Walking out of Home Depot today my mind wandered to a hardware store where my folks used to go when I was a little kid in Endicott, New York. I remember tools strewn about and an elderly female shop keeper who didn’t seem to like me and my sticky fingers. DIY home repair wasn’t nearly as easy in those days, but my parents tried anyways. That cantankerous shop keeper had no idea back then that the real threats to her business were Home Depot, Amazon and Youtube.
A friend recently sent me the attached image, so I thought I’d type here in defense of Dr. Google, and to venture a prediction. I believe, just like that disorganized little hardware store of my youth, the more inaccessible, exasperating and expensive our medical system becomes, the more patients will be pushed toward DIY medicine. Frankly, I’m all for it. I know I’m an outlier, but it’s my heritage. I come from a long line of penny pinching, tinkering, fixers. (Not much business sense, but today we give thanks for Vanessa.) Both my parents brought me up taking things apart, somewhat to learn, but hopefully to repair.
Dr. Google takes a lot of flak from the medical world today. But that’s just because he’s only part way through his residency… in everything! However, Dr. Google has one big advantage, namely time. Whereas the medical lifecycle of we doctors is med school, residency, see a few thousand patients, retire, then croak, Dr. Google will continue to learn and refine.
When patients ask me about things they’ve learned from the internet, I don’t mind a bit. In fact, I sometimes learn from my patients this way myself. I got a Pre-R call just a few days ago about Xifaxan for irritable bowel syndrome, which my patient had read about online. Before the call I knew essentially nothing about it. Where’d I go? Google.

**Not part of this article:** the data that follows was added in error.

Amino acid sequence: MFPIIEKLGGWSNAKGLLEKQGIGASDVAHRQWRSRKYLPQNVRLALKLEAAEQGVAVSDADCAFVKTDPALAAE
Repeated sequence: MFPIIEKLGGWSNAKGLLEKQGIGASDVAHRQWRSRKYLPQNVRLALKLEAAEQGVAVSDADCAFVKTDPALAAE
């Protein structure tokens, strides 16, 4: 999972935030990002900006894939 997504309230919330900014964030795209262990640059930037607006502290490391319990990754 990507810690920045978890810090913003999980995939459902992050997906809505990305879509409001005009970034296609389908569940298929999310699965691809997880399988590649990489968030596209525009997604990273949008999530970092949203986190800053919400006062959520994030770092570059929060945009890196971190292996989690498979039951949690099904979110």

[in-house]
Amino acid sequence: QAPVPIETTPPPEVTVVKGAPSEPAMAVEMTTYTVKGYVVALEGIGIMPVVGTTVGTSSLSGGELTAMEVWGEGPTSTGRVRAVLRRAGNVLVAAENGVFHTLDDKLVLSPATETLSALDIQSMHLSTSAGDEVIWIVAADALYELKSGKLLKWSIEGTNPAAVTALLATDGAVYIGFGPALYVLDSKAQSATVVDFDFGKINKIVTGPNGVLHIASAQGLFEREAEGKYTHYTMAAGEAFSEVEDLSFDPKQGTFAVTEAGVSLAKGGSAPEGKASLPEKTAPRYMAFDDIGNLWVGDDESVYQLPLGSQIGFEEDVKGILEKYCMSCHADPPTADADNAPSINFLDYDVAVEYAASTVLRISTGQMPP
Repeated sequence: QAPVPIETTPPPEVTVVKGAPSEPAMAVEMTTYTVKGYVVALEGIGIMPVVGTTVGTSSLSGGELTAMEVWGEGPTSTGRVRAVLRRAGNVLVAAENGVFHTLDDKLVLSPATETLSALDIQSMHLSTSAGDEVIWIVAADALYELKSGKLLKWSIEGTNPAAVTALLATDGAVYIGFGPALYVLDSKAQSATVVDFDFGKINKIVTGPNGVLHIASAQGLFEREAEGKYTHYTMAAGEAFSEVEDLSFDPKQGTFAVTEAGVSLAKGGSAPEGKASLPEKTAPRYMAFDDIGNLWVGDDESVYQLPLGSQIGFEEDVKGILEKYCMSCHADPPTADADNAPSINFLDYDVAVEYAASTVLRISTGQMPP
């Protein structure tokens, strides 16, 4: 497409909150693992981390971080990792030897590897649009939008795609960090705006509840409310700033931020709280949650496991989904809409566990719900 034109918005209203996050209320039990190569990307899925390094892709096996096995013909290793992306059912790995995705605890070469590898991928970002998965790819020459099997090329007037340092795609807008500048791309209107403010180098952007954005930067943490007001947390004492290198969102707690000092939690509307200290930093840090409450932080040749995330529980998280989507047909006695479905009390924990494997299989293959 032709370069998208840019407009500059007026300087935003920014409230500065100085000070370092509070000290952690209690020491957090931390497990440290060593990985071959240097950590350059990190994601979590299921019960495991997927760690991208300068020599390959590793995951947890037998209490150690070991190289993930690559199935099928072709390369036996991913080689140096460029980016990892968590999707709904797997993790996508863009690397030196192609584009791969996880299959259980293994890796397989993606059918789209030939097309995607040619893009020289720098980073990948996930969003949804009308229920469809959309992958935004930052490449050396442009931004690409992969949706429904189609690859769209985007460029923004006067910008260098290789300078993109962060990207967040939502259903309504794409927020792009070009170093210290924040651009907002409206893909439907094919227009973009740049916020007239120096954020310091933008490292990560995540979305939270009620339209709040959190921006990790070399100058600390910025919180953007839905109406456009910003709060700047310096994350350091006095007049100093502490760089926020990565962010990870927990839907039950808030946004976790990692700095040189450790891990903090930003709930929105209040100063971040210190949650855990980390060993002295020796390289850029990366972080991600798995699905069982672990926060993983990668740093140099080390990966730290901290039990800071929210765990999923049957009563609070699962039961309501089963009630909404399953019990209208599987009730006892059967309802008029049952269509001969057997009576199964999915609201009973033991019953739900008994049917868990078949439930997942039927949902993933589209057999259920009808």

Malcolm Gladwell talks about the old days of driving cars. Earliest models used to require “operators.” They were too technical for the commoner. Eventually, however, cars became tools accessible to everyone. Society restricts them to people over 15 for public safety, and we’ll probably continue to restrict meds and medical equipment for public safety as well. But these restrictions will likely evolve also.
In “The Inventors Prescription,” Mr. Christensen talks about the evolution of care for diabetes. At one time it was a death sentence. With insulin it became survivable initially with hospitalization. Today, diabetics are often their own best caregivers.
As understanding improves for many illnesses, and as treatments become simpler, I think the pendulum will swing massively back toward home care and self care. It feels inevitable.
How many other industries have been revolutionized already by Google and the internet? Who uses travel agents any more? Who uses paper maps? Newspapers are fading away. Even Playboy models are clothed now. They just can’t compete!
Trauma, cancer and other chronic illnesses will keep hospitals fed. However, it’s just amazing what can be solved from home now. Home Depot and the internet have made me a better home owner, and I suspect Dr. Google will help patients to make themselves progressively healthier too. Hopefully our Anxiometer will keep nudging Dr. Google in that direction. Perhaps one day you’ll call Pre-R only for the personalized touch of the Ace Hardware experience.